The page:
The CEO of JetBlue Airways Corp. expects closer ties with partner airlines, including American.
JetBlue has so-called code-sharing deals with 23 airlines, mostly foreign ones. In most cases, JetBlue sells tickets on the other airline’s flights as if they were JetBlue flights, and the two share the revenue. JetBlue wants more partners to reciprocate by selling seats on JetBlue flights.
JetBlue also has a partnership with American Airlines on a few dozen routes. “We look forward to deepening and expanding the relationship with American Airlines,” said CEO Dave Barger at a JPMorgan Chase conference Monday. He didn’t provide details.
American parent AMR Corp. has agreed to merge with US Airways Group Inc., which would make the new American stronger in the same East Coast markets where JetBlue thrives, such as New York, Boston and Florida.
JetBlue is expected to release February traffic numbers soon, and Barger said they would be “even weaker than we expected,” partly because families canceled trips when Superstorm Sandy caused schools to scrap plans for winter breaks.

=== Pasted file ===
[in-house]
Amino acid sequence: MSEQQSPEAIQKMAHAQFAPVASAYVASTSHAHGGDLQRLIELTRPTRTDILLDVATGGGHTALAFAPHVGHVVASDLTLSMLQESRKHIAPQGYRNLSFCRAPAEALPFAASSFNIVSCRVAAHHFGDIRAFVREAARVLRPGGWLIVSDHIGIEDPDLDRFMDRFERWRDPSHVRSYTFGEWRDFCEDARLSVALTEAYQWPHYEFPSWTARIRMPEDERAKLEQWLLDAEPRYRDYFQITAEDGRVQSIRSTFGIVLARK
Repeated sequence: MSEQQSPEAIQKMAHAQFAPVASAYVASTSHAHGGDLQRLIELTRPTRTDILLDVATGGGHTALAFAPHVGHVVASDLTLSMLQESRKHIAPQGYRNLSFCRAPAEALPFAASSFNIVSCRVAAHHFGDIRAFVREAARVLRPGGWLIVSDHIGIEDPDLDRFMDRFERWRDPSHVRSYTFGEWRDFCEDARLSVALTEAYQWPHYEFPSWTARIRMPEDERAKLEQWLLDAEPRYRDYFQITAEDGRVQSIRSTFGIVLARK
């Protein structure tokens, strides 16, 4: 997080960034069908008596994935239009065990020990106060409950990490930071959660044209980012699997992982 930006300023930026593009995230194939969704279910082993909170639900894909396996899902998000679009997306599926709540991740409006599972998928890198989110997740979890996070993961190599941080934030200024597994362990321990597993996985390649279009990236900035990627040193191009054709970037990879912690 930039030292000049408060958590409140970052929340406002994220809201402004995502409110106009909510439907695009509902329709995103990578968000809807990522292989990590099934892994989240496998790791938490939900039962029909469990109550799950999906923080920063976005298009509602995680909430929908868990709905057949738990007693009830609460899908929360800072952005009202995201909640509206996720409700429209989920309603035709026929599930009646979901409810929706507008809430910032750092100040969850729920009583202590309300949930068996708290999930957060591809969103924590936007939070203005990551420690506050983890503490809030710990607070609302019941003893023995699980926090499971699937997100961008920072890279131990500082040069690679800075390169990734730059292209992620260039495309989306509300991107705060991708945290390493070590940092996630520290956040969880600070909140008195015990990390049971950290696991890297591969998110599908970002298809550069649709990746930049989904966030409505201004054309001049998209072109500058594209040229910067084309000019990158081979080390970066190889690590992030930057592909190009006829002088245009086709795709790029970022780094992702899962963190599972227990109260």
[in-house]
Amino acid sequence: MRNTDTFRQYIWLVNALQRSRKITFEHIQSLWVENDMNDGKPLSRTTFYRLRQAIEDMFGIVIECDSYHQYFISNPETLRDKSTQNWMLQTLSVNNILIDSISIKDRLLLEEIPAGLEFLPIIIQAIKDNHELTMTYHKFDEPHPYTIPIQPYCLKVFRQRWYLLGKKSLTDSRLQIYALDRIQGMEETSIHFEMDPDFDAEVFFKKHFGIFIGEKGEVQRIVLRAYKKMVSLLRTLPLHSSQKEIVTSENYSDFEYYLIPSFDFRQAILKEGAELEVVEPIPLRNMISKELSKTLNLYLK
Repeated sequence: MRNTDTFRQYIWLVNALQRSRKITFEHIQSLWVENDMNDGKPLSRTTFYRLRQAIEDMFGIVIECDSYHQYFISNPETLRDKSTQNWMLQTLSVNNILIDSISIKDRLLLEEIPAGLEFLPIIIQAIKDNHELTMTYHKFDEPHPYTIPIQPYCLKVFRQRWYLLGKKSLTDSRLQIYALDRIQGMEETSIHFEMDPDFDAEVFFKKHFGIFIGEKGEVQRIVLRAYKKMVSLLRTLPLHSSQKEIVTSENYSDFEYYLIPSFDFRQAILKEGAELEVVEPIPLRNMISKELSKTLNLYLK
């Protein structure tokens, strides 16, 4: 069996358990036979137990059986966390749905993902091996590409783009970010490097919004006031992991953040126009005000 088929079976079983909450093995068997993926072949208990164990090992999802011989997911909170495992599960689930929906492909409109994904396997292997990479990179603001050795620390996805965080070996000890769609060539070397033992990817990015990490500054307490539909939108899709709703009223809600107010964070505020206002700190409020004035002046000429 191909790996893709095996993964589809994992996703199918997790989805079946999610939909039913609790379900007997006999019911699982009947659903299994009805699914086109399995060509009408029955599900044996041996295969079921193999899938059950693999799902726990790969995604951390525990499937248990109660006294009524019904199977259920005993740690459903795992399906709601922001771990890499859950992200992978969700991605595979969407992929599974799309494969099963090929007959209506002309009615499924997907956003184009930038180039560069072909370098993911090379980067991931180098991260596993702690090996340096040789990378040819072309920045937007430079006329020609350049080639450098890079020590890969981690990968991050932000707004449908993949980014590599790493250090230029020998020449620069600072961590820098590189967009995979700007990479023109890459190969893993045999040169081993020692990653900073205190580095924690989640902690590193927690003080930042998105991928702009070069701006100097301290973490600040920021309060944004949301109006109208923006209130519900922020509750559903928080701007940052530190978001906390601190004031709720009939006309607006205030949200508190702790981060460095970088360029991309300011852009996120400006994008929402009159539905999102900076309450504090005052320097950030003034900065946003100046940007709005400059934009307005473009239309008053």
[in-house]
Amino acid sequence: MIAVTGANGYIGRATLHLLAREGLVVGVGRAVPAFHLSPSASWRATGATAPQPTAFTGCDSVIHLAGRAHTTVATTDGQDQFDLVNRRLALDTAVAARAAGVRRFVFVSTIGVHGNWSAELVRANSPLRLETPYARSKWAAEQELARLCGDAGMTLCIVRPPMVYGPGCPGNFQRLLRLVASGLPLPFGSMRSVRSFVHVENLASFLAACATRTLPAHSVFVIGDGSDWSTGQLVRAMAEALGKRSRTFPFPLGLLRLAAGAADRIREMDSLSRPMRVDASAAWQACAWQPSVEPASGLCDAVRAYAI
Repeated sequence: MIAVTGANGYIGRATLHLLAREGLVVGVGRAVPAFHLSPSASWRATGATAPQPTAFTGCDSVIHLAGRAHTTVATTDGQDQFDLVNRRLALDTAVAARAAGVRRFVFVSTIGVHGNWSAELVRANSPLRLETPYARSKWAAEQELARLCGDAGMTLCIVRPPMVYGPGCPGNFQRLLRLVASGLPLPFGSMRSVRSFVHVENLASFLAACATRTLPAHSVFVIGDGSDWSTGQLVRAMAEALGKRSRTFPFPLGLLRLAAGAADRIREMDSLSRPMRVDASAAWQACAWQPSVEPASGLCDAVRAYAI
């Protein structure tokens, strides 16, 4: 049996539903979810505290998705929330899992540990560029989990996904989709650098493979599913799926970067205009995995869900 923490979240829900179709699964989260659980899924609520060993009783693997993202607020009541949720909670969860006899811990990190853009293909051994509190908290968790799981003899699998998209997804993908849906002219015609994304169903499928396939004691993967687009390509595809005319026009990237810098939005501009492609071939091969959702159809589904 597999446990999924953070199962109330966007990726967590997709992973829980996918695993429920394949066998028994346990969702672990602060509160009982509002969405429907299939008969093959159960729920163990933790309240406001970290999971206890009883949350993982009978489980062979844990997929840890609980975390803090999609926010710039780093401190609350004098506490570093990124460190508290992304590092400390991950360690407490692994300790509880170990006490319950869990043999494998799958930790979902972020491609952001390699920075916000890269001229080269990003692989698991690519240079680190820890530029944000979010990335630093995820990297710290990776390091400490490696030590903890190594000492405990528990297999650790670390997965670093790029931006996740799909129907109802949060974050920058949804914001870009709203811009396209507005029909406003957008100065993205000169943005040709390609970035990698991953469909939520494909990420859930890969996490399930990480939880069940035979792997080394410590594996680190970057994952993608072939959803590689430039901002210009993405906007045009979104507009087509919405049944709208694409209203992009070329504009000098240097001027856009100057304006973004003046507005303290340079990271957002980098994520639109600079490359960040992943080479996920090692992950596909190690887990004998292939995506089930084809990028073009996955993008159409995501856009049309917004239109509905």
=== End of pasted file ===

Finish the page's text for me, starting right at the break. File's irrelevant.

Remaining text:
Barger said March is shaping up as “very strong,” helped by Easter and most of Passover falling in March instead of April this year.
Unlike most of its bigger rivals, JetBlue is adding flights. The New York-based carrier expects to boost seats by 7.7 percent in the first quarter over the same period last year.
Shares of JetBlue rose 19 cents, or 3.1 percent, to $6.34 in afternoon trading.